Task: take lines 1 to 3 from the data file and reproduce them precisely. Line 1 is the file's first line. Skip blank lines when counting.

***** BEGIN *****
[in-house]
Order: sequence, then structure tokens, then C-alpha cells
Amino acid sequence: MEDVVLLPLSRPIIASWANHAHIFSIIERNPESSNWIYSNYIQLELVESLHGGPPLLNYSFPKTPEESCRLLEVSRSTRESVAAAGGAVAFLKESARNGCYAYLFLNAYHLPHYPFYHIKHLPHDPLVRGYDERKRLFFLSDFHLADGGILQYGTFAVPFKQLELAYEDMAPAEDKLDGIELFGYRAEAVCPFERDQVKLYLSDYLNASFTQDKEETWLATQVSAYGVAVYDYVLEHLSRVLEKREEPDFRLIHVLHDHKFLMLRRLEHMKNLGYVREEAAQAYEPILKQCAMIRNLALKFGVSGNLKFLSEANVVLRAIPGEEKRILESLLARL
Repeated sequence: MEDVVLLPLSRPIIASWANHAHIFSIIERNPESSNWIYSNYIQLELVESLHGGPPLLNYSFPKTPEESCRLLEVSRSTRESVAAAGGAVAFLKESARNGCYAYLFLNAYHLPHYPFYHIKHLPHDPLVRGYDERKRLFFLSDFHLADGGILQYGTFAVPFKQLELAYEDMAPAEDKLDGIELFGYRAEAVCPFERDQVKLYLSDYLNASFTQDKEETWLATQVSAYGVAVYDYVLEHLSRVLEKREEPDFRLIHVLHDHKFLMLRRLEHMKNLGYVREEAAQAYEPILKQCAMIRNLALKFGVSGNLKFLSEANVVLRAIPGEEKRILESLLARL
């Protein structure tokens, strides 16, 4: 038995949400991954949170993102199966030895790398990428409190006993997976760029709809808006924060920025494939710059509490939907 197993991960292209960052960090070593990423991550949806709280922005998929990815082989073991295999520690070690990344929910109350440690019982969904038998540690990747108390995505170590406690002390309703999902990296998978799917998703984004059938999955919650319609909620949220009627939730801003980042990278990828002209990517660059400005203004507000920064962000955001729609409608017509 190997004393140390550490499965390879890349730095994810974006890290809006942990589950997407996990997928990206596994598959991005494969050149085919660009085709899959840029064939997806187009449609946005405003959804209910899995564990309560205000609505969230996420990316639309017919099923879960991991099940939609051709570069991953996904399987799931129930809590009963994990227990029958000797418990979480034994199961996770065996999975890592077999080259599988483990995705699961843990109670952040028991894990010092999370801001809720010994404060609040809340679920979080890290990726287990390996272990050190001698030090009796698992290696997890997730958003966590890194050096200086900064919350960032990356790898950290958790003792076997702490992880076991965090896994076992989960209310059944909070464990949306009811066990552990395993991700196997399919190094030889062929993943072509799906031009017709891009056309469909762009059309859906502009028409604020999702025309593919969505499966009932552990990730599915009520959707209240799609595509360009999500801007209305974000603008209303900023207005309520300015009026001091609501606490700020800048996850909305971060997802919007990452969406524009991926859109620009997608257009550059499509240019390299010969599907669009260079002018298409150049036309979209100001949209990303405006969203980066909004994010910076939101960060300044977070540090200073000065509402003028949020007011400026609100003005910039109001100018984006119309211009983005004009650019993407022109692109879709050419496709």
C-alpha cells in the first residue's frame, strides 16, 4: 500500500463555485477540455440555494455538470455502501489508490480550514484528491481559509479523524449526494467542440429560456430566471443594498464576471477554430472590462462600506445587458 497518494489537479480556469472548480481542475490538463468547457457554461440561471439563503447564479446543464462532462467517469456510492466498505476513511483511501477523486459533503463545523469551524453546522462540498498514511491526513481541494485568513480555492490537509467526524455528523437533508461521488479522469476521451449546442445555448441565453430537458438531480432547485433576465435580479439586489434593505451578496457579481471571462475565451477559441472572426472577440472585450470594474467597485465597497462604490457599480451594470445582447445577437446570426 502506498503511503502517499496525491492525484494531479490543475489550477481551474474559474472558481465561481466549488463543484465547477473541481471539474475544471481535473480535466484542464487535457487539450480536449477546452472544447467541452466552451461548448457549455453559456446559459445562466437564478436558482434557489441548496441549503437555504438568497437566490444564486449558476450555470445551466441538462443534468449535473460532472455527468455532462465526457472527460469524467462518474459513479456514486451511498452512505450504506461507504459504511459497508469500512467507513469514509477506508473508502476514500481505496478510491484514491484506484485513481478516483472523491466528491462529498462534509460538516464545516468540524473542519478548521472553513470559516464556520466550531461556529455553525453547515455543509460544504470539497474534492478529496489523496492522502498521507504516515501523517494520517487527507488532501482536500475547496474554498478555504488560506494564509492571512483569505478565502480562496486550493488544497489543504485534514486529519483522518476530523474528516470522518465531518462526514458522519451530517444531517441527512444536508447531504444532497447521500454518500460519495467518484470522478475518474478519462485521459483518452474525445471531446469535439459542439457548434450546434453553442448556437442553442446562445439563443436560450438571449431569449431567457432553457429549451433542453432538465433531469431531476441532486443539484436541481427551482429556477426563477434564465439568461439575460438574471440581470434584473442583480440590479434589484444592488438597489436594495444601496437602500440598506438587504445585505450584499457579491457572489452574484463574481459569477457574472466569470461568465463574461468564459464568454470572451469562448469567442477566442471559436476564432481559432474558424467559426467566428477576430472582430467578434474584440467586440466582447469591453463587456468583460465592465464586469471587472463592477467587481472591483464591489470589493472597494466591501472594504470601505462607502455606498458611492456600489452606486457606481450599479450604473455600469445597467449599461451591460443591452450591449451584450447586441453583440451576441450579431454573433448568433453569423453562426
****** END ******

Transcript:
[in-house]
Order: sequence, then structure tokens, then C-alpha cells
Amino acid sequence: MEDVVLLPLSRPIIASWANHAHIFSIIERNPESSNWIYSNYIQLELVESLHGGPPLLNYSFPKTPEESCRLLEVSRSTRESVAAAGGAVAFLKESARNGCYAYLFLNAYHLPHYPFYHIKHLPHDPLVRGYDERKRLFFLSDFHLADGGILQYGTFAVPFKQLELAYEDMAPAEDKLDGIELFGYRAEAVCPFERDQVKLYLSDYLNASFTQDKEETWLATQVSAYGVAVYDYVLEHLSRVLEKREEPDFRLIHVLHDHKFLMLRRLEHMKNLGYVREEAAQAYEPILKQCAMIRNLALKFGVSGNLKFLSEANVVLRAIPGEEKRILESLLARL